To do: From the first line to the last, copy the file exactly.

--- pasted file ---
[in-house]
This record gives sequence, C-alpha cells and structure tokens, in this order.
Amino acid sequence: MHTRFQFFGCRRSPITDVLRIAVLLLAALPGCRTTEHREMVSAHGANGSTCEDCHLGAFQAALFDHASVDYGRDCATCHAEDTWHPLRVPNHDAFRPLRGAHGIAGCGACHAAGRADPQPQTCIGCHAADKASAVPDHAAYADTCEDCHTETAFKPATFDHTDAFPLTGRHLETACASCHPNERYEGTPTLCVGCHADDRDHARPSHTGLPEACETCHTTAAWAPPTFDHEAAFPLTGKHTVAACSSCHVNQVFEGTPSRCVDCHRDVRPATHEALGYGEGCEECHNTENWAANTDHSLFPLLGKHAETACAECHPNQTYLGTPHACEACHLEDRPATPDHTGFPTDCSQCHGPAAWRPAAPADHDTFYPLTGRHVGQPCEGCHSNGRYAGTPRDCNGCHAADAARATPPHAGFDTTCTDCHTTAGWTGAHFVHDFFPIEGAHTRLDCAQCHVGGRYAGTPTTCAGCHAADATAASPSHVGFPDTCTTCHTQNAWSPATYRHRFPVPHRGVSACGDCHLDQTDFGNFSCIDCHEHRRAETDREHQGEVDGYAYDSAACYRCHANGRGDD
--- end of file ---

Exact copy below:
[in-house]
This record gives sequence, C-alpha cells and structure tokens, in this order.
Amino acid sequence: MHTRFQFFGCRRSPITDVLRIAVLLLAALPGCRTTEHREMVSAHGANGSTCEDCHLGAFQAALFDHASVDYGRDCATCHAEDTWHPLRVPNHDAFRPLRGAHGIAGCGACHAAGRADPQPQTCIGCHAADKASAVPDHAAYADTCEDCHTETAFKPATFDHTDAFPLTGRHLETACASCHPNERYEGTPTLCVGCHADDRDHARPSHTGLPEACETCHTTAAWAPPTFDHEAAFPLTGKHTVAACSSCHVNQVFEGTPSRCVDCHRDVRPATHEALGYGEGCEECHNTENWAANTDHSLFPLLGKHAETACAECHPNQTYLGTPHACEACHLEDRPATPDHTGFPTDCSQCHGPAAWRPAAPADHDTFYPLTGRHVGQPCEGCHSNGRYAGTPRDCNGCHAADAARATPPHAGFDTTCTDCHTTAGWTGAHFVHDFFPIEGAHTRLDCAQCHVGGRYAGTPTTCAGCHAADATAASPSHVGFPDTCTTCHTQNAWSPATYRHRFPVPHRGVSACGDCHLDQTDFGNFSCIDCHEHRRAETDREHQGEVDGYAYDSAACYRCHANGRGDD